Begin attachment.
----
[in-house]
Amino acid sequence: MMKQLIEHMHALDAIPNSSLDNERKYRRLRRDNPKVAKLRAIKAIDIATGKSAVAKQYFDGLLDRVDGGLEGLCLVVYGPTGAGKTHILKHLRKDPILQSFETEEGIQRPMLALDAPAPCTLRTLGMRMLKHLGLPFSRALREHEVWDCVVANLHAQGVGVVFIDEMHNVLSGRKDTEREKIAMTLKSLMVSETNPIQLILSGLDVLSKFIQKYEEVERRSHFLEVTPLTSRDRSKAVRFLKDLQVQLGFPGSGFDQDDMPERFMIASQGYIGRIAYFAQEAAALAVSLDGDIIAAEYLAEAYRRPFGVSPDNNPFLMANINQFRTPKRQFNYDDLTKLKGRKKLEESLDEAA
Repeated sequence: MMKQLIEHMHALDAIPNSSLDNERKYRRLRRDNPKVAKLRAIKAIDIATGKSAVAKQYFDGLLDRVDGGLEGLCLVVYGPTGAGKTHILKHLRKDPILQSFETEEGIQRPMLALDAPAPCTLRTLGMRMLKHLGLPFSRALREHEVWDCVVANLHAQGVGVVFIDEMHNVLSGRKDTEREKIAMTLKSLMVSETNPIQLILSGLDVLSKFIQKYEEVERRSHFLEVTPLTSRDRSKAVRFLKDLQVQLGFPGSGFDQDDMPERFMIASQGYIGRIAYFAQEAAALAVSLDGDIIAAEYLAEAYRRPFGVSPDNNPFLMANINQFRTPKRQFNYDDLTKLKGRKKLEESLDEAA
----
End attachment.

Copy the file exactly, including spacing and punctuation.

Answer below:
[in-house]
Amino acid sequence: MMKQLIEHMHALDAIPNSSLDNERKYRRLRRDNPKVAKLRAIKAIDIATGKSAVAKQYFDGLLDRVDGGLEGLCLVVYGPTGAGKTHILKHLRKDPILQSFETEEGIQRPMLALDAPAPCTLRTLGMRMLKHLGLPFSRALREHEVWDCVVANLHAQGVGVVFIDEMHNVLSGRKDTEREKIAMTLKSLMVSETNPIQLILSGLDVLSKFIQKYEEVERRSHFLEVTPLTSRDRSKAVRFLKDLQVQLGFPGSGFDQDDMPERFMIASQGYIGRIAYFAQEAAALAVSLDGDIIAAEYLAEAYRRPFGVSPDNNPFLMANINQFRTPKRQFNYDDLTKLKGRKKLEESLDEAA
Repeated sequence: MMKQLIEHMHALDAIPNSSLDNERKYRRLRRDNPKVAKLRAIKAIDIATGKSAVAKQYFDGLLDRVDGGLEGLCLVVYGPTGAGKTHILKHLRKDPILQSFETEEGIQRPMLALDAPAPCTLRTLGMRMLKHLGLPFSRALREHEVWDCVVANLHAQGVGVVFIDEMHNVLSGRKDTEREKIAMTLKSLMVSETNPIQLILSGLDVLSKFIQKYEEVERRSHFLEVTPLTSRDRSKAVRFLKDLQVQLGFPGSGFDQDDMPERFMIASQGYIGRIAYFAQEAAALAVSLDGDIIAAEYLAEAYRRPFGVSPDNNPFLMANINQFRTPKRQFNYDDLTKLKGRKKLEESLDEAA